The Stone City

Words Made to Last

Tuesday, June 26, 2007

Land of the Free

In reading Dan Simmons's synopsis of the Iraq war, I came across the picture of Royal Navy hostage Faye Turney, smoking a cigarette during her televised confession. In Iran, unlike England or New York, this is not a crime.

[Update 27 June: Tim Harford addresses the specious economic rationalizations for smoking bans.]

Thursday, June 21, 2007


Mark Tapscott paints the broad outline of our rent-seeking legislatures:
This is why there is no evidence of increasing public support for the GOP in recent weeks despite the failling ratings of the Democratic majority in Congress. The root problem is a bipartisan inability - or refusal - to adopt policies supported by clear majorities of the American people. Those policies for the most part involve a significantly lower level of government activism, whereas the political class for the most part seeks only a higher level because it benefits, financially and otherwise, from the higher taxes, greater federal spending and heightened importance of public institutions.

This is the inevitable result of safe incumbency -- with little or no fear of losing their offices, legislators can safely concentrate on how best to reap their benefits.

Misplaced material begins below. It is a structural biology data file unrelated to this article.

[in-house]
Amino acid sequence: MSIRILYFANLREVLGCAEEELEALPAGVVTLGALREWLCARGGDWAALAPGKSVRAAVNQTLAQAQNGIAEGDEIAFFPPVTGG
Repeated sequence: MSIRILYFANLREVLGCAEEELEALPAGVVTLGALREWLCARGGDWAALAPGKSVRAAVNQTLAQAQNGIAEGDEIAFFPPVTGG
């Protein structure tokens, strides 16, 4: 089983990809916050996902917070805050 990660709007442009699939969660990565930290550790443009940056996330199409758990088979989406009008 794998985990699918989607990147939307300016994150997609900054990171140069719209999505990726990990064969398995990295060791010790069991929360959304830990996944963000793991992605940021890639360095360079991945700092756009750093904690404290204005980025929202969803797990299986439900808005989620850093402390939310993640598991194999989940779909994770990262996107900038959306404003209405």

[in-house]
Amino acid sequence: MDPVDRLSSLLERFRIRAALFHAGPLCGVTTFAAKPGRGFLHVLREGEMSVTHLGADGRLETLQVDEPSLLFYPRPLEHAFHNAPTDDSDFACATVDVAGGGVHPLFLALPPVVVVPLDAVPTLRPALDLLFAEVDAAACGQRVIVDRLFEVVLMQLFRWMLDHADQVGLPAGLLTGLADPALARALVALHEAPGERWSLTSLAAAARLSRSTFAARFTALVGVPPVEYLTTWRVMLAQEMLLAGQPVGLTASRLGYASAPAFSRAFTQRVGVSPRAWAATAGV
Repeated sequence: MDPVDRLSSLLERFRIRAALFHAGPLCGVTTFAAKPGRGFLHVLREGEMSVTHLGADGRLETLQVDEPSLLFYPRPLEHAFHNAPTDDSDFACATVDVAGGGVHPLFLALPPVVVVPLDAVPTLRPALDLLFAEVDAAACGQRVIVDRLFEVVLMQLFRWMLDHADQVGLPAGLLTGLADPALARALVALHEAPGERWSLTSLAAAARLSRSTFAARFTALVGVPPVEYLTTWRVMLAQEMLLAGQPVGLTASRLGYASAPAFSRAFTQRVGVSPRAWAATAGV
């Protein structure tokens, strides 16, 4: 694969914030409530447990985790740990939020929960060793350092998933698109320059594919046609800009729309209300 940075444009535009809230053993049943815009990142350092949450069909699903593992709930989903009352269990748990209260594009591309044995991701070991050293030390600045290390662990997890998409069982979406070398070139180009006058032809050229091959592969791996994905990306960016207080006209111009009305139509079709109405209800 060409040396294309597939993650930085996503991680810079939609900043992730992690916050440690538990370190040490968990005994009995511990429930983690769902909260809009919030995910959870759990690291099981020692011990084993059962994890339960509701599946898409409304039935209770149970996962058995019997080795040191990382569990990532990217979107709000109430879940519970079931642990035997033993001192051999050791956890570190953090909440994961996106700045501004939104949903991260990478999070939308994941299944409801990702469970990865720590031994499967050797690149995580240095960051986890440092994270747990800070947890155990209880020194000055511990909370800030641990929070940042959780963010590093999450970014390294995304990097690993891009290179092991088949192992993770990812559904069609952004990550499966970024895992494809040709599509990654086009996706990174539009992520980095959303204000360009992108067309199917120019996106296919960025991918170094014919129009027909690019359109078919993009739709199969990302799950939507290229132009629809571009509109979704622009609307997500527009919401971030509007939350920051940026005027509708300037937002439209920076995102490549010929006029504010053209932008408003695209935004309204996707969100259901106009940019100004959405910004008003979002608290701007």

Kimberley Strassel shows the fertile new ground currently being explored:
It's a green dream come true, carte blanche to promulgate endless regulations barring tree-cutting, house-building, water-damming, snowmobile-riding, waterskiing, garden-planting, or any other human activity. The section is vague ("protect," "assist," "restore") precisely so as to leave the door open to practically anything.

To maximize the value of a good, one must make it scarce. To maximize one's own profit, one must ensure a steady supply of that good. The energy bill is an exploratory venture, an attempt to seed a valuable resource for our rulers to reap in the fulness of time. And here the good in question is developable land, almost certainly the most valuable single thing in our society.